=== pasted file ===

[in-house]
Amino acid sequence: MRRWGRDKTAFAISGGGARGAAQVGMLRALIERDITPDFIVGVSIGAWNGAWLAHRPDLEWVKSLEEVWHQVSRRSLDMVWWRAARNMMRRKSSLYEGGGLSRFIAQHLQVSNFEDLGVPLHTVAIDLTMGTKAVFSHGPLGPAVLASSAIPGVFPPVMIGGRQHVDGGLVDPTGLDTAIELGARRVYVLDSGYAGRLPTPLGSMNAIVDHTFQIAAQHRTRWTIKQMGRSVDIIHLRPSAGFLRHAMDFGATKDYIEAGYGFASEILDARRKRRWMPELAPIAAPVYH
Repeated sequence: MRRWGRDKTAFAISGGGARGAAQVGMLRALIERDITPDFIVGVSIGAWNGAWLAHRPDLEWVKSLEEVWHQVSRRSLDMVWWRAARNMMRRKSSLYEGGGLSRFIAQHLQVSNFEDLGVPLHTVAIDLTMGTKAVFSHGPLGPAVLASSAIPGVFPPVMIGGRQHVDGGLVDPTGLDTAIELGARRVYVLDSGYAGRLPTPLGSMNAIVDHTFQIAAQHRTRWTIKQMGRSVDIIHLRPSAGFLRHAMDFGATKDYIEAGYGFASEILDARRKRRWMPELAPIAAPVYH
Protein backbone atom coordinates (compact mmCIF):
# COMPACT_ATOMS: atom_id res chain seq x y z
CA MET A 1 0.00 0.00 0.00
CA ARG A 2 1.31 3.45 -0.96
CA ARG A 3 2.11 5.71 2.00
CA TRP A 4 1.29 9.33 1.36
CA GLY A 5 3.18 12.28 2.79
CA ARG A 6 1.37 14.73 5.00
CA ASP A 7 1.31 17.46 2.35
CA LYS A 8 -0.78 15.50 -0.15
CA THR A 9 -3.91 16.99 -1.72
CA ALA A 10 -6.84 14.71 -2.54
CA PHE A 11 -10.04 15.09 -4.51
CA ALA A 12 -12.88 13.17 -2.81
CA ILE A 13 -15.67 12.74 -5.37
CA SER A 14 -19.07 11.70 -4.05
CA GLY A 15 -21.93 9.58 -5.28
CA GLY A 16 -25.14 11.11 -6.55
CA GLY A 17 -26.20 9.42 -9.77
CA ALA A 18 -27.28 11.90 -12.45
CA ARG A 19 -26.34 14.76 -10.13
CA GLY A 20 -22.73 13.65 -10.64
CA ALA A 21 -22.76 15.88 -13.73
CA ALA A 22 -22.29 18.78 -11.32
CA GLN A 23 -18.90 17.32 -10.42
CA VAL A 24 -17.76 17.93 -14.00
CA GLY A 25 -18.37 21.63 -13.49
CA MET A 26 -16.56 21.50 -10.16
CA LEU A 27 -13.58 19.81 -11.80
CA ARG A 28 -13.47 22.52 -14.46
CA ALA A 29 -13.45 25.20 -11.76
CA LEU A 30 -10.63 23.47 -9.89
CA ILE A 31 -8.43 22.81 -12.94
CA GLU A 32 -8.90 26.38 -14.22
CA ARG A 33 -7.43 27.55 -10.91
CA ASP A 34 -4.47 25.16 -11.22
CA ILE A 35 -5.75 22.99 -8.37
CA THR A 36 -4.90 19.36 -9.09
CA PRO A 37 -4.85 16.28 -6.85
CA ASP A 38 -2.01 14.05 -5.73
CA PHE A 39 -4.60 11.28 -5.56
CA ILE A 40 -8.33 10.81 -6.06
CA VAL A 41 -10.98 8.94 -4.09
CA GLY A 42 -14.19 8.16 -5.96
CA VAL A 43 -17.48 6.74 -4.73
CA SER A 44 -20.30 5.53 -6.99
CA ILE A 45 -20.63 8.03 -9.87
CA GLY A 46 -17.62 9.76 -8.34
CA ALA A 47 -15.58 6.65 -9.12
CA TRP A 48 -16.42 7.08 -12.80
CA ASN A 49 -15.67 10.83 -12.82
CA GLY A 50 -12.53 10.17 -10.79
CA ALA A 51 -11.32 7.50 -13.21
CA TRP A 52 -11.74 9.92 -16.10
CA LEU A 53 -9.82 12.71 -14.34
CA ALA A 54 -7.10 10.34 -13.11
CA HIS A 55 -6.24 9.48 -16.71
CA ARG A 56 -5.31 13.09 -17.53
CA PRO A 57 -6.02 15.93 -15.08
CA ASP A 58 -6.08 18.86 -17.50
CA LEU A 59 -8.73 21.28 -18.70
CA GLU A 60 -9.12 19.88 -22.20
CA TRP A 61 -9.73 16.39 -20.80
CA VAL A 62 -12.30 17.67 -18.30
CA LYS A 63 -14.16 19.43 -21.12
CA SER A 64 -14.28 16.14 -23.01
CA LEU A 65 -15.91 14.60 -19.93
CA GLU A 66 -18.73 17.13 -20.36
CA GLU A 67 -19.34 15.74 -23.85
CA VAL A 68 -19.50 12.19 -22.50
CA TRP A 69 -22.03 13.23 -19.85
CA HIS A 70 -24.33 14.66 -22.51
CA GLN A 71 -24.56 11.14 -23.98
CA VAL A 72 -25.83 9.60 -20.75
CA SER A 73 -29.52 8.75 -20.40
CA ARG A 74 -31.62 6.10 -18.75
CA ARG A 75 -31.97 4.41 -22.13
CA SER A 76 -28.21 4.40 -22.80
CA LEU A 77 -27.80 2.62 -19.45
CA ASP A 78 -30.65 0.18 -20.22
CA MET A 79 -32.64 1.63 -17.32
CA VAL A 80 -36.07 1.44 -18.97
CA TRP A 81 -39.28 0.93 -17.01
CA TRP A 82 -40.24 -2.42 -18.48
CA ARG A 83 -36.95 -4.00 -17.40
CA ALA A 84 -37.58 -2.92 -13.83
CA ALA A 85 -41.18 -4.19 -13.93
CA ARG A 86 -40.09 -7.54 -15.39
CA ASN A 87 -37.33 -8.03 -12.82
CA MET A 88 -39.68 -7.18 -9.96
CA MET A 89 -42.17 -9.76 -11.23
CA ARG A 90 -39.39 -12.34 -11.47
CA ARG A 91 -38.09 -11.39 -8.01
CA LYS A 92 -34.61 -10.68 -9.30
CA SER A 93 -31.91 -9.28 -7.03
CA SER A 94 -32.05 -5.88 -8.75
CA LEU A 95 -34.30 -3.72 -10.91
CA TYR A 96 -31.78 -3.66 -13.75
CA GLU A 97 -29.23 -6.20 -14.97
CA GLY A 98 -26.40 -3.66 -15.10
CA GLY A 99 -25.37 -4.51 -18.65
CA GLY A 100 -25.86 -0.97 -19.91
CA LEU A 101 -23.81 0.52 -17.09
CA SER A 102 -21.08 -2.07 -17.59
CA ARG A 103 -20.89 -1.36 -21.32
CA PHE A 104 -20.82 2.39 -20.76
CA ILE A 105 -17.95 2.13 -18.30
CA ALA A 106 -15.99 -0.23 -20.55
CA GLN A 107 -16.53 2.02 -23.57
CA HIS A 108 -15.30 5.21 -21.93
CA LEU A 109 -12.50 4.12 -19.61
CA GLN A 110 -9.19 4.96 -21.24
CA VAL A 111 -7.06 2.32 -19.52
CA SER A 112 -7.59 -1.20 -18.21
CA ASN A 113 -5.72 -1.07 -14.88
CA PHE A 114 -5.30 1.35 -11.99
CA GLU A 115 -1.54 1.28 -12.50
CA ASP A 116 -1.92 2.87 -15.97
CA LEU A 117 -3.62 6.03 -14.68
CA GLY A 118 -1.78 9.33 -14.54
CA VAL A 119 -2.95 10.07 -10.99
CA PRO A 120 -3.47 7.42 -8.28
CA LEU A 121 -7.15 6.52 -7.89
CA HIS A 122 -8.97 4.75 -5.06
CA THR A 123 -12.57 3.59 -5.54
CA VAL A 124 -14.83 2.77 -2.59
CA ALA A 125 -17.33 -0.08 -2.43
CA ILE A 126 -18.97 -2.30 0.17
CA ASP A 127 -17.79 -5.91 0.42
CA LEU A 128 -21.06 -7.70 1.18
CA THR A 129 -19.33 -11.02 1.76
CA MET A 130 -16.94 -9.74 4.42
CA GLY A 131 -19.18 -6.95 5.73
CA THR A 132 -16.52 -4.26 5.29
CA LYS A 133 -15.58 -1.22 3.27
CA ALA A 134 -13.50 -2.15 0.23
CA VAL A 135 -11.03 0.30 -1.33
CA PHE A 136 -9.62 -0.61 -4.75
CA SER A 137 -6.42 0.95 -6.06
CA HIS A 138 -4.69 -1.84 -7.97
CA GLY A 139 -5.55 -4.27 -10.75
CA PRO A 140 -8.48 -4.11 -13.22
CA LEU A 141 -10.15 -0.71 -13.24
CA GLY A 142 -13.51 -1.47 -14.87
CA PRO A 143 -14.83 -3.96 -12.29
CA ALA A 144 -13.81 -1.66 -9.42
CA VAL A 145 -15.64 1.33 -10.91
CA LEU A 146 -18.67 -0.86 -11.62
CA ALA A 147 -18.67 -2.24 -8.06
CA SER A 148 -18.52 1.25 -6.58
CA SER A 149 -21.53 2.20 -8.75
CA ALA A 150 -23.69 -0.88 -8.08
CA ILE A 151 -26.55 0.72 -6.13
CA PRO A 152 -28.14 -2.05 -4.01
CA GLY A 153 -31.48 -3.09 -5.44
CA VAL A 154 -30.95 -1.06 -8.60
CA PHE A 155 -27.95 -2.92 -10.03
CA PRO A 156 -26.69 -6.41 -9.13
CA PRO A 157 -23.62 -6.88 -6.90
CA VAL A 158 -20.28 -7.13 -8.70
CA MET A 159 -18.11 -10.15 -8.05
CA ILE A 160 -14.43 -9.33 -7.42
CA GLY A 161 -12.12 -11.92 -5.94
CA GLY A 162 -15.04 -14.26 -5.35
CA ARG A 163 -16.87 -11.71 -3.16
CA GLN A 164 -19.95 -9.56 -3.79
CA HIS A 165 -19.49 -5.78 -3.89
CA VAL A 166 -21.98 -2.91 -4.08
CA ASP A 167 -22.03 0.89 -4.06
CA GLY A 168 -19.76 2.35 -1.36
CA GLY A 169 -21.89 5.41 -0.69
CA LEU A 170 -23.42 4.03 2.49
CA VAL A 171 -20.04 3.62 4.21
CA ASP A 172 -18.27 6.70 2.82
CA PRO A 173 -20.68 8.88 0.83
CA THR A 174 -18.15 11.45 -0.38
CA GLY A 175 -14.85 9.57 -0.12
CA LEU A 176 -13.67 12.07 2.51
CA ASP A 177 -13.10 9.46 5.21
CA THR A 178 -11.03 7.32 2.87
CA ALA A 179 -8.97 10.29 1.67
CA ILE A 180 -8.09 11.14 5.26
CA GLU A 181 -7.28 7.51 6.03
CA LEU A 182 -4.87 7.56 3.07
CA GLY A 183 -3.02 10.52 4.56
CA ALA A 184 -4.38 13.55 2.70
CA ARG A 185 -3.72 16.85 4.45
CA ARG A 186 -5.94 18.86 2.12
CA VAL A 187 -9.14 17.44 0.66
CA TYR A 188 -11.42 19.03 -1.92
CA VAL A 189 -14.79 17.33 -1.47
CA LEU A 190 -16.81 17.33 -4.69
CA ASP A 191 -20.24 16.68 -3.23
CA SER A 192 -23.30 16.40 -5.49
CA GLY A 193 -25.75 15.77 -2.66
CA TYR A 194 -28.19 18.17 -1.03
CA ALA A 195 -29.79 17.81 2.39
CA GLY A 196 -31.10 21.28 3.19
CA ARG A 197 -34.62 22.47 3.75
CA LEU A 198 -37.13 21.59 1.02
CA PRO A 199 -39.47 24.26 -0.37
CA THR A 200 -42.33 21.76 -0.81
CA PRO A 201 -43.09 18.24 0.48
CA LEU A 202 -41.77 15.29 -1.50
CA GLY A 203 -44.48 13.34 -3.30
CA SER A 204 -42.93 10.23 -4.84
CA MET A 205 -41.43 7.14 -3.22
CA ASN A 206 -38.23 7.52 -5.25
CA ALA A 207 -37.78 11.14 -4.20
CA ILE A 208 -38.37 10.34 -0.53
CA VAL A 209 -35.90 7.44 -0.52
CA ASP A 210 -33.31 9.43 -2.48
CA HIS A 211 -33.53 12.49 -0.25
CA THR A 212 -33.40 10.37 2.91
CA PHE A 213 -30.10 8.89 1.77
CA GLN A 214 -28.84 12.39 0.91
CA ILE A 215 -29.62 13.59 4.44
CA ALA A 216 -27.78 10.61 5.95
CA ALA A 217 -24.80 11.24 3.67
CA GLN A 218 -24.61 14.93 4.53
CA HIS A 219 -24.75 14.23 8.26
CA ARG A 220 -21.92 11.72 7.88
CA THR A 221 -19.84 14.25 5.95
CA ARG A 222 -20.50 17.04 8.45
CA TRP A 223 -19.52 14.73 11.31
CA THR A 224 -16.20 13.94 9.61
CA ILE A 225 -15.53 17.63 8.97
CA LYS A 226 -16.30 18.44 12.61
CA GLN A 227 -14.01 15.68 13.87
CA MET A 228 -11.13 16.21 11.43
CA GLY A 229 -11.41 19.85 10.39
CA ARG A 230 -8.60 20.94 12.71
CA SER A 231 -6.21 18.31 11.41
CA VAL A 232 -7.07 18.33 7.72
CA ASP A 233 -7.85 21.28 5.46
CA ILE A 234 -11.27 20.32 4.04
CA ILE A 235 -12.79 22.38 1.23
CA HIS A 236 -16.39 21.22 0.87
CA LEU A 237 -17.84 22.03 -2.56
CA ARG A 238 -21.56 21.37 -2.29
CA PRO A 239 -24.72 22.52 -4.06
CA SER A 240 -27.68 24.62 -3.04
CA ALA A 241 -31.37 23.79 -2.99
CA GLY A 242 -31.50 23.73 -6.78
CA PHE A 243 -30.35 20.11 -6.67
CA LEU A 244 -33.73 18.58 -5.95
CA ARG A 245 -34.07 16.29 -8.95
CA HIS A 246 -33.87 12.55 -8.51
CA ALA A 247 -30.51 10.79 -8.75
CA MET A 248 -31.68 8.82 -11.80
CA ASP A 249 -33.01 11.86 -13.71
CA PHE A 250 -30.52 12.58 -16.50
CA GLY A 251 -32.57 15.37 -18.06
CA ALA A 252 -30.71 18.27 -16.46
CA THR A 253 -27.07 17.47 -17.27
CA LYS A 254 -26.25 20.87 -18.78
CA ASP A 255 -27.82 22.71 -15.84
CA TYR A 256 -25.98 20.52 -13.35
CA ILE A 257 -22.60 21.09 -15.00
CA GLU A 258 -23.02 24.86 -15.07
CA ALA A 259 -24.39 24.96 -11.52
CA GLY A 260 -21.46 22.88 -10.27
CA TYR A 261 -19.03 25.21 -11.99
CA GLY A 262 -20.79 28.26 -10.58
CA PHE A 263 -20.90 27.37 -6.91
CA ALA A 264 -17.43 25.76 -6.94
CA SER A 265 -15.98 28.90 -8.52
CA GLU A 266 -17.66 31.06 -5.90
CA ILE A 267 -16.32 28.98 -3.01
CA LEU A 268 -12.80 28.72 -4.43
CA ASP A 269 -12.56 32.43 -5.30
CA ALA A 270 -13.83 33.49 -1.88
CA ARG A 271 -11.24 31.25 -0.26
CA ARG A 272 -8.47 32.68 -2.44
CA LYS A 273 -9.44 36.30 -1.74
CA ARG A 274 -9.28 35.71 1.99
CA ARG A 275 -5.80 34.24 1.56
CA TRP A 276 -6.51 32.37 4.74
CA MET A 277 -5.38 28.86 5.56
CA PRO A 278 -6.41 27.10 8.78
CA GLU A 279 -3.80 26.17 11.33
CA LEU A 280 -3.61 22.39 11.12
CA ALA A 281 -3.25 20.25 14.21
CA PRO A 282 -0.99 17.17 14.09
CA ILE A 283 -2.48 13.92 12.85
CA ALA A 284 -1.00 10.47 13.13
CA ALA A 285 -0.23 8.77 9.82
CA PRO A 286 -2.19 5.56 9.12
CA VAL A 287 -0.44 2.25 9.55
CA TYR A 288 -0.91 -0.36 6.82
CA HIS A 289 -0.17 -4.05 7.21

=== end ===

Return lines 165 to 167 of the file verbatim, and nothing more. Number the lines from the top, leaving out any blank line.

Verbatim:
CA ILE A 160 -14.43 -9.33 -7.42
CA GLY A 161 -12.12 -11.92 -5.94
CA GLY A 162 -15.04 -14.26 -5.35